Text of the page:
To ensure that your heightmap has a square number of cells, we need Fallout New Vegas Edit: http://www.nexusmods.com/newvegas/mods/34703/?

Using the GECK cursor to navigate your landscape will generate new cells if your brush accidentally raises terrain or you place an object out of bounds, and because the GECK doesn't warn you of this or indicate it in any way, the only way to find out what you've done is to use FNVEdit. The GECK chokes on boarder regions if they are flat, for whatever reason, so ensuring that you have some kind of height variation along the edges of your map is also important.

Go ahead and load your mod in FNVEdit...

caption

Now, select your mod, navigate down to worldspace->"YourWorldspace. now in the right hand side, check out where it says MNAM Map data and Usable Coordinates. Ensure that those integers are set to a square value. If they are not, you're in trouble. Right click, set them to the area you want, and there you go.

caption

Now, on the left hand side, you see a list of Blocks. These are how the world mesh is set up in various Levels of Distance. The World Mesh is the top level, followed by Blocks, Chucks, and Cells, which is where the player scale finally is.

If your Map has a non-square form factor, you'll see an odd number of Blocks there. You should identify what you have in those cells by loading that area in the GECK and investigating whether it is essential or not. If your map was set up smart, you will have some kind of mountains or fluff terrain outside your usable coordinates to make the far off terrain look natural, so it won't appear as though the "edge" of the earth is out there to fall off of.

A Square map's Blocks look like this:

0,0

1,0

0,1

1,1

ETC

A non square map looks like:

0,0

1,0

0,1

1,1

1,2

You should be ready to sacrifice that extra bit of fringe LOD to get GECK to behave. So let's go ahead and delete it.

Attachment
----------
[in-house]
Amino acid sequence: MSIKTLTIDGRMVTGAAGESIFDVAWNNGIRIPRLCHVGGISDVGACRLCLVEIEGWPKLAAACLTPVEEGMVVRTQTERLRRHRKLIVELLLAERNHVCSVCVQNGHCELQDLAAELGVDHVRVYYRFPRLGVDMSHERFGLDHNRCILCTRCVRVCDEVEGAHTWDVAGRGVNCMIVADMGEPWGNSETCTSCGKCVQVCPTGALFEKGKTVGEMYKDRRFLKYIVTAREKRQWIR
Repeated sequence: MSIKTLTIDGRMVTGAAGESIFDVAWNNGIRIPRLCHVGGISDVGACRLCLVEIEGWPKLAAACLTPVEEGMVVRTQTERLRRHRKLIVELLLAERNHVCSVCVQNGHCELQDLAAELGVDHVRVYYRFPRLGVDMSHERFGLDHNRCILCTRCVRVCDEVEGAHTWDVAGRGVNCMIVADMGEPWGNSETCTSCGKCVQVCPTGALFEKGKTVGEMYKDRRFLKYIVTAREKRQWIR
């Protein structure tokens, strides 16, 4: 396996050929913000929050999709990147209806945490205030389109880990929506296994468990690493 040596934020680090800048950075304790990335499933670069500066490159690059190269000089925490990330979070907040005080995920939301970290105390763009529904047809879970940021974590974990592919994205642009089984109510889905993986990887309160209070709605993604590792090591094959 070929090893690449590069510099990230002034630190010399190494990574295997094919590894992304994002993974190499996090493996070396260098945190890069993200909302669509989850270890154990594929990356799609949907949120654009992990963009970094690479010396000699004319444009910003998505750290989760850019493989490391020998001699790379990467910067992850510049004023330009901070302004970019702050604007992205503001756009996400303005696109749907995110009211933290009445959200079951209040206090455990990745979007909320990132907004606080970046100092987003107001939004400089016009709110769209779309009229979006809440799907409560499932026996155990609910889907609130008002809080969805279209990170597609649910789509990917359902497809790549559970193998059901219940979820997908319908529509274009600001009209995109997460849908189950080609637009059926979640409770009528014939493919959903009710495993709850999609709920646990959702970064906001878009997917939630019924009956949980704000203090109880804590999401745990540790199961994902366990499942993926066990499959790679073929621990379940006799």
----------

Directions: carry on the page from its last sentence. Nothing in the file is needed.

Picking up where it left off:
caption

Again, most of the time you wind up with excess terrain just by accident. Any objects placed outside the bounds when you delete it will now have orphaned records. You will have to delete those errors the next time you run GECK Powerup, which is tedious, but easy enough. Or you can delete those references using FNVEdit if you know which ones they are.

Now we can jump back into the GECK and go to work.


Round 1 - FIGHT!

caption

This is the part where environment artists tend to get stuck and come looking for this tutorial. I know I did. :p (It was because my world was too big and had non-square form factors.)

Generate Terrain Meshes is the first thing we must do and it is the longest. Leave Detail Adjust at 1 - it really doesn't change anything obvious in our version of the GECK. It probably adjusted mesh resolution & tessellation in the professional GECK, but in ours it does nothing I can tell.

Go ahead and hit Generate Terrain Meshes.

You will get a pop-up that will look like this:

caption

Yours will probably hang up at 4, and then stop responding for a good long time. If you click the window, it will appear to be frozen, and it will say, "the programme is not responding." Ignore that, it's just what the GECK does. Go grab a book, binge watch a TV show, go climb a mountain - whatever takes >2 hours.

If you're in doubt, check your process monitor:

caption

You'll see one core going nuts, and if your used LAA, you'll see 4GBs of RAM used. GECK will show activity.

Keep an eye on your Data/Meshes/Landscape/LOD/yourworldspace folder. If it is working, you will see new meshes appear every few minutes. If nothing appears after a long wait (>4hours), you want to try closing the editor and restarting the process.


References

Provide links/citations to any and all resources you used to create your article or tutorial